Blood disorders range from mild to life-threatening, and it is important to see a health professional if you suspect you may have one. Learn more about them here.
This inherited blood disorder prevents someone from making enough healthy haemoglobin to carry oxygen around the body, but it may not need treatment.
Antiphospholipid syndrome (APS)
Antiphospholipid syndrome (APS) is a blood disorder that increases the risk of blood clots and pregnancy complications. Learn more here.
Sickle cell anaemia
Sickle cell anaemia is the most common and serious form of sickle cell disease, in which the body produces too many unstable red blood cells.
How to meet your iron needs - infographic
Need help getting enough iron? Check out this infographic to ensure you get an adequate iron intake with a balanced diet.
A blood clot can affect your heart, lung or brain, which could be life-threatening. Learn how to recognise the signs of a blood clot.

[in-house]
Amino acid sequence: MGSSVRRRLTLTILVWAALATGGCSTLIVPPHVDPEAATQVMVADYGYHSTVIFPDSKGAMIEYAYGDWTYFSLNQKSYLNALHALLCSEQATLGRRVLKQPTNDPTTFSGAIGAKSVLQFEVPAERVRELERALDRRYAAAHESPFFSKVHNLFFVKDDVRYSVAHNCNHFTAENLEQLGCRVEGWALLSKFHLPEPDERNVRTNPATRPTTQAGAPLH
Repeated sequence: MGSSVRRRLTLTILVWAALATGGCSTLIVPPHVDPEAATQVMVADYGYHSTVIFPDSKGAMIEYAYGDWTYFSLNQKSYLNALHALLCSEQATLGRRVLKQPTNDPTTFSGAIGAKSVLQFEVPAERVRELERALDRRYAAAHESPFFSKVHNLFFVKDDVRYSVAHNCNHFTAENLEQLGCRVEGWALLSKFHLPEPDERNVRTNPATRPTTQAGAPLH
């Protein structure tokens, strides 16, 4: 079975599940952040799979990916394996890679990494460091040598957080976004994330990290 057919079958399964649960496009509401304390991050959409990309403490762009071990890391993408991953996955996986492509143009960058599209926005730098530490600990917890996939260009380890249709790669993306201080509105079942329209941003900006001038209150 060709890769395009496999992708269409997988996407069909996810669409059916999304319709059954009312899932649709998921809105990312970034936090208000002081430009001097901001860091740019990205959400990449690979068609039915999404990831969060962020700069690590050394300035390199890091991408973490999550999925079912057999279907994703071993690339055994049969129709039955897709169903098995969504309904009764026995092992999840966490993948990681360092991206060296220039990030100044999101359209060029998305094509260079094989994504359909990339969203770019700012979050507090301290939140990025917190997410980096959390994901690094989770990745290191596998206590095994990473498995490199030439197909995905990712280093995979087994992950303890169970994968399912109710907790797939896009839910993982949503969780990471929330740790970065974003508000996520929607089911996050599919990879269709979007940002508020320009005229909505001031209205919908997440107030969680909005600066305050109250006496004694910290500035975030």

Thrombosis, such as deep vein thrombosis (DVT), is where a blood clot forms in a vein or artery. Learn about the risk factors and how to prevent it.
Neutropenia is a condition in which there aren’t enough neutrophils which can lead to an increased risk of bacterial infections. Learn more about neutropenia.
Blood in urine (haematuria)
Blood in the urine, also called haematuria, can be detected easily but there are many causes. Learn more from our trusted partners' content.
White blood cells
White blood cells are a vital part of your immune system, detecting and dealing with infections. Find out more more about health problems involving white blood cells.